Polling places will be open in every jurisdiction on Election Day for voters who want to vote in person. Voters are not required to wear a mask while at the polls.

Each polling location will have at least one voting station adapted to allow a person to vote while seated. In addition, all voters, including voters with disabilities, have access to a Voter Assist Terminal in all polling places. The Voter Assist Terminal helps the voter mark a ballot. It will mark the ballot with the voter’s choices but does not tally the votes. Once the ballot is marked, it is counted in exactly the same fashion as all other ballots.

You can register to vote through Election Day

Citizens who are not yet registered to vote but who wish to do so in the Nov. 2 election may do so at the office of their local clerk up until 8 p.m. on Election Day. You can find your clerk’s information at Michigan.gov/Vote.

Proof of residency must be provided if registering within two weeks of an election. Acceptable documents include a driver’s license, state ID card, current utility bill, bank statement, paycheck, government check or other government document. Documents must have name and current address. Digital copies are acceptable.

Be democracy’s MVP:

Sign up to be an election worker today!

Election workers are the Most Valuable Players of our democracy, ensuring free and fair elections for all. And our democracy needs election workers more than ever. Serving as an election worker is a paid position, and all election workers are trained on proper protocols to assist clerks and count ballots. 

Interested voters can sign up at Michigan.gov/DemocracyMVP.

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Candidates for City of Cedar Springs

There are two seats available on the Cedar Springs City Council, and three people running: incumbent Lisa Atchison, Ashley Hamel, and Shandell Napieralski. Pick your candidate and vote on November 2.

Lisa Atchison

I am running for city council. I have lived in the Cedar Springs area for 25 years and raised 3 daughters in Cedar Springs. 

I have an Associates Degree in Business Administration. I am a hairstylist at Classic Hair By Lisa (inside Classic Hair Design).

I served on the Planning Commission from 2006 until 2017, when I won a seat on the Cedar Springs City Council, where I have enjoyed serving for the past 4 years. I have also chaired Lake Effect (a concert whose proceeds go to many area charities) for over 5 years. 

I hope to keep growing the Cedar Springs business area especially the downtown. I will find out what businesses the city is looking for, adding these businesses will draw people to our area and help us flourish. New businesses will put money into their facades and beautify the downtown area.

We need to keep our infrastructure strong. The infrastructure is the bones of our city. This can be accomplished with clean water, better roads, sidewalks, and strong city staff. 

All of this cannot be achieved without your support. Please vote and show up for community meetings.

Ashley Hamel

I’m Ashley Hamel. I’m 32 and moved to Cedar Springs in September of 2020. I’m a 911 dispatcher and I’m married with three littles, ages 5, 3, and 1. I am so excited to be running for City Council. Thank you so much for your consideration.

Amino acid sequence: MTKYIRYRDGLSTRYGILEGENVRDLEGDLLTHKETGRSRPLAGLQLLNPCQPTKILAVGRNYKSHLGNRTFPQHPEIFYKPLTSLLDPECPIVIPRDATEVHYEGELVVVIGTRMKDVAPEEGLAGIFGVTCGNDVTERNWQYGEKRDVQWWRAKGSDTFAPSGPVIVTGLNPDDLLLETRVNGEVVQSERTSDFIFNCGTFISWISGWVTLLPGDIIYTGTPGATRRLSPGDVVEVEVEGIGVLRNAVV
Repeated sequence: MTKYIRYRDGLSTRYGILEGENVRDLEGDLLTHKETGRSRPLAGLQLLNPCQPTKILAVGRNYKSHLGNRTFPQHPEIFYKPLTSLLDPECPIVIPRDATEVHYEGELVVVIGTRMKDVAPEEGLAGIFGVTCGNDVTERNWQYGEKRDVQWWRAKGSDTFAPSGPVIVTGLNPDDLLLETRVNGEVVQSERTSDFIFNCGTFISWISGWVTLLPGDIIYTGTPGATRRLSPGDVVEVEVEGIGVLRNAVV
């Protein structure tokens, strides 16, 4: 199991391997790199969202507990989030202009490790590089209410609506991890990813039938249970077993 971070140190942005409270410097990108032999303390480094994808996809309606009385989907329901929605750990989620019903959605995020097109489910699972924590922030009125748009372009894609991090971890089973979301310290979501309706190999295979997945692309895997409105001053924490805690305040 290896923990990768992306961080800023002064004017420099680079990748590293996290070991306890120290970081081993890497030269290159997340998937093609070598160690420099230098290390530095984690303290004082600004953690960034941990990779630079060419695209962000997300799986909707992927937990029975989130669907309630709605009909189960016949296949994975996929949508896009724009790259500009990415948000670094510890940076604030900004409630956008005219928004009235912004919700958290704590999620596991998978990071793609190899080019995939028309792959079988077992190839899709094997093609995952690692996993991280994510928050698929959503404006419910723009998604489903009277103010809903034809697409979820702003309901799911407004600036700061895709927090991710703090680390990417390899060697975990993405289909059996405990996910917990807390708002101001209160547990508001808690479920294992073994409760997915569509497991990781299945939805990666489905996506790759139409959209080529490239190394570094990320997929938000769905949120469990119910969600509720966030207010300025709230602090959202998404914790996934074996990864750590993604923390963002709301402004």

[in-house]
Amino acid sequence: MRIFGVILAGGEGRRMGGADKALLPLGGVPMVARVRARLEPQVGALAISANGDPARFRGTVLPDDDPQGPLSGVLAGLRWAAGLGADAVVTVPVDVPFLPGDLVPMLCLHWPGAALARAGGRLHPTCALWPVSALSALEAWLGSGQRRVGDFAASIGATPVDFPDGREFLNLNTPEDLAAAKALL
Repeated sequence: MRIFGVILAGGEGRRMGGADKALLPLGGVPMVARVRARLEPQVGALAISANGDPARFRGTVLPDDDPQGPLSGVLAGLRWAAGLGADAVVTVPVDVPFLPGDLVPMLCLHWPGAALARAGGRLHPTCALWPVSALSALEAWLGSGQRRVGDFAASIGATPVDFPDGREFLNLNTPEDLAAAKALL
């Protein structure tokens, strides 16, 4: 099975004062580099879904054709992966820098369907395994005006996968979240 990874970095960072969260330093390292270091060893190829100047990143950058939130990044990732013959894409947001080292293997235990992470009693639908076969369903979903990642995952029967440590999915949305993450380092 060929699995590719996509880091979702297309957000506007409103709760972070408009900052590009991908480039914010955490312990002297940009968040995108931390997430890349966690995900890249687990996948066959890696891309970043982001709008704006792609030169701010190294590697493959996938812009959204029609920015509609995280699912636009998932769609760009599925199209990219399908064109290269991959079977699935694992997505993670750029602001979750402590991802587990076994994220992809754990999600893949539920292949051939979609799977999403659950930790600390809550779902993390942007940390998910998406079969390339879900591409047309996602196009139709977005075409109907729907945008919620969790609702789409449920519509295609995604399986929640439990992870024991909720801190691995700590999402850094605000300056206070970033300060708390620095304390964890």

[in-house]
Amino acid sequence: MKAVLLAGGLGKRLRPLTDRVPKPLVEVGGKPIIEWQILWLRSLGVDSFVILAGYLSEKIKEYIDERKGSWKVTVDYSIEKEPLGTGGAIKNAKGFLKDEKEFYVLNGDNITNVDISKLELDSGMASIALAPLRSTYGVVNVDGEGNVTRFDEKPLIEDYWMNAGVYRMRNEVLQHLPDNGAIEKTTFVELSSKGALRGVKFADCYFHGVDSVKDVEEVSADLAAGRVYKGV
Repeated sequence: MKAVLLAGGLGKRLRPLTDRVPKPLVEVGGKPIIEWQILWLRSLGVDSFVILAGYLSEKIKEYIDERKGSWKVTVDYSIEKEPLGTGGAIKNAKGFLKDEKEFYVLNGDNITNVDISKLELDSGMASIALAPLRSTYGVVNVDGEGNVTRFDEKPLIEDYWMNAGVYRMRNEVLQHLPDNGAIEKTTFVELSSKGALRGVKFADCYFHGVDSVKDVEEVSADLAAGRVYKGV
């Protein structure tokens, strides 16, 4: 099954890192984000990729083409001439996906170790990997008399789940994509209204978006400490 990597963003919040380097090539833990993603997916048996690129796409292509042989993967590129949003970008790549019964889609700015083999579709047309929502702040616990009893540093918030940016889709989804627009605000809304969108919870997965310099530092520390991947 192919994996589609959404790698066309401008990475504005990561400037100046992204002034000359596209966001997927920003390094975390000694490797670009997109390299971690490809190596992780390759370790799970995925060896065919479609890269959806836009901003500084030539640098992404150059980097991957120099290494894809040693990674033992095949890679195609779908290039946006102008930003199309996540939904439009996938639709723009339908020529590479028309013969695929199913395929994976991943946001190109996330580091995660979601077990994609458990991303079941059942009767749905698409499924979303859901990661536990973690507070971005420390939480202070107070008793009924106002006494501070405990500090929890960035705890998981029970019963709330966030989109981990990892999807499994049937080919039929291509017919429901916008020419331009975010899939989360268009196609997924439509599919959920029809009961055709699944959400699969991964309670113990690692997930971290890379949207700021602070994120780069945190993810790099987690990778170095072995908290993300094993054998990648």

I am currently serving on the Cedar Springs Planning Commission and have been since December, 2020. 

If elected, I hope to encourage participation in local politics. I want to find ways to help more citizens become involved in decision making and to let their voices be heard. I also hope to make decisions using common sense. I’d love to keep the growth of Cedar Springs going and moving in a positive direction. 

Shandell Napieralski

I am 48 years old, born in Lake Forest, Illinois. Collectively I have lived in Cedar Springs for 13 years, but most currently as a 5-year resident of the City. I graduated from Cedar Springs High School in 1991, then attended Grand Rapids Community College and later Northwood University where I have a bachelor’s degree in Management. I work for Materials Testing Consultants, a civil engineering firm as CMT Field Technician II/ Materials Sampling Technician. I am engaged with a blended family of adult children, one grade schooler, and grandchildren.

I have served two years on the Cedar Springs Planning Commission, two years on the Assessor Board of Review and three years as an election inspector. I previously worked for Cedar Springs as the assistant finance director and assistant city clerk. I am a member of the Cedar Springs Historical Society.

What do you hope to accomplish if you are elected? Infrastructure is my primary focus – roads, sidewalks, and our water/sewer system. Park maintenance and redevelopment as well as community services are also important.

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Candidates for Village of Sand Lake

The Village of Sand Lake has one seat up for grabs due to a recall petition and two people running for the seat. Trustee Rachel Gokey is being recalled due to a petition filed by Jack Christensen, who is now running against her. According to the petition language, he filed it because Gokey did not sign the social media policy passed by the board. She now has to run to hold on to her seat. The partial term will expire in November of 2022.